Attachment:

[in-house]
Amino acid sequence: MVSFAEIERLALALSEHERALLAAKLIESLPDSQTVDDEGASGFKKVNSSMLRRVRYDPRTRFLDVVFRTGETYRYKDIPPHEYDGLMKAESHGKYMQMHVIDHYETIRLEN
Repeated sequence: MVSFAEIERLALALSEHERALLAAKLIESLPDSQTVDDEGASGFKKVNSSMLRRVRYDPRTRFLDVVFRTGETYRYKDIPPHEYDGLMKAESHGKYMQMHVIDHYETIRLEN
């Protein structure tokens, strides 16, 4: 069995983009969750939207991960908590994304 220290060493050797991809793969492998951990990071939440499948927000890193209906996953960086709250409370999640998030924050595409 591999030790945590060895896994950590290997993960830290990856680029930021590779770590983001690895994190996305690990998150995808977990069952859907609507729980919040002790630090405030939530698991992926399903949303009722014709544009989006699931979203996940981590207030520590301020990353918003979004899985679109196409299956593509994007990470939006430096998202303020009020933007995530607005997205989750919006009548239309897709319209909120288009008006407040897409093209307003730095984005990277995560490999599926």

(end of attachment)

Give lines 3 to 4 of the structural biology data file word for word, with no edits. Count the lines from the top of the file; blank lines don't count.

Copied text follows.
Repeated sequence: MVSFAEIERLALALSEHERALLAAKLIESLPDSQTVDDEGASGFKKVNSSMLRRVRYDPRTRFLDVVFRTGETYRYKDIPPHEYDGLMKAESHGKYMQMHVIDHYETIRLEN
């Protein structure tokens, strides 16, 4: 069995983009969750939207991960908590994304 220290060493050797991809793969492998951990990071939440499948927000890193209906996953960086709250409370999640998030924050595409 591999030790945590060895896994950590290997993960830290990856680029930021590779770590983001690895994190996305690990998150995808977990069952859907609507729980919040002790630090405030939530698991992926399903949303009722014709544009989006699931979203996940981590207030520590301020990353918003979004899985679109196409299956593509994007990470939006430096998202303020009020933007995530607005997205989750919006009548239309897709319209909120288009008006407040897409093209307003730095984005990277995560490999599926």